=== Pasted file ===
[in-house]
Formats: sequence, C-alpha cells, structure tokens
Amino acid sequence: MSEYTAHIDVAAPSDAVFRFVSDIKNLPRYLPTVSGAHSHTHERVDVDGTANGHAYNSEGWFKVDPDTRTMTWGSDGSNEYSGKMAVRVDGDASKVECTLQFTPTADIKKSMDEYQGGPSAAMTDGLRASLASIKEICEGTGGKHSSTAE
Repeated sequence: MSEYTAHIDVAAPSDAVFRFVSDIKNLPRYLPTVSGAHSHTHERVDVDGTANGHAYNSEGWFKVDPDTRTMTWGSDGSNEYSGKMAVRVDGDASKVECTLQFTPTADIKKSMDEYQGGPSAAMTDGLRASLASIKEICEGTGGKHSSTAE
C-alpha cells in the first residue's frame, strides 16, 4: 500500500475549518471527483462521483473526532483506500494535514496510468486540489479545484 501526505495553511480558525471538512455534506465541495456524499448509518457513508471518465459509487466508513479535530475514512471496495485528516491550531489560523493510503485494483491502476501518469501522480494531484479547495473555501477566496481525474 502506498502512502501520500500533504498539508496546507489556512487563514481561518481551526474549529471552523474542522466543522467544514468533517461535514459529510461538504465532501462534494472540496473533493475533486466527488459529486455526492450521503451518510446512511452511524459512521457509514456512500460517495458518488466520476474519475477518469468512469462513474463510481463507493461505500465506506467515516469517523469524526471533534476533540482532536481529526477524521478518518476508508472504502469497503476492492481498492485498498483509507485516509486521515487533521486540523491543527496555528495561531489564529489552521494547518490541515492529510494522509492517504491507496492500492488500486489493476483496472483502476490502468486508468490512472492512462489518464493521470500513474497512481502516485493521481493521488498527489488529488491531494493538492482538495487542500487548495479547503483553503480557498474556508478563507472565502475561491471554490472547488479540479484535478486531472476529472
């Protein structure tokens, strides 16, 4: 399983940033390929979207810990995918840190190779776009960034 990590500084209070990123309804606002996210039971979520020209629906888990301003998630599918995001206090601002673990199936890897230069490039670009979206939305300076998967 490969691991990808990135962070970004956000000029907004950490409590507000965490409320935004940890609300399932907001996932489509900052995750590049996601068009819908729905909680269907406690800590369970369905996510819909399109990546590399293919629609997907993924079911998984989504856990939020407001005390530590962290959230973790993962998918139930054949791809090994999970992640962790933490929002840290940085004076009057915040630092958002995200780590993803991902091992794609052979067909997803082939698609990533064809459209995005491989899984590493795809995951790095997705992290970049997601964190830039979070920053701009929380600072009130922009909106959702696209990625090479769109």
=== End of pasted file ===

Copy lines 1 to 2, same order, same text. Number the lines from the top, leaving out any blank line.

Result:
[in-house]
Formats: sequence, C-alpha cells, structure tokens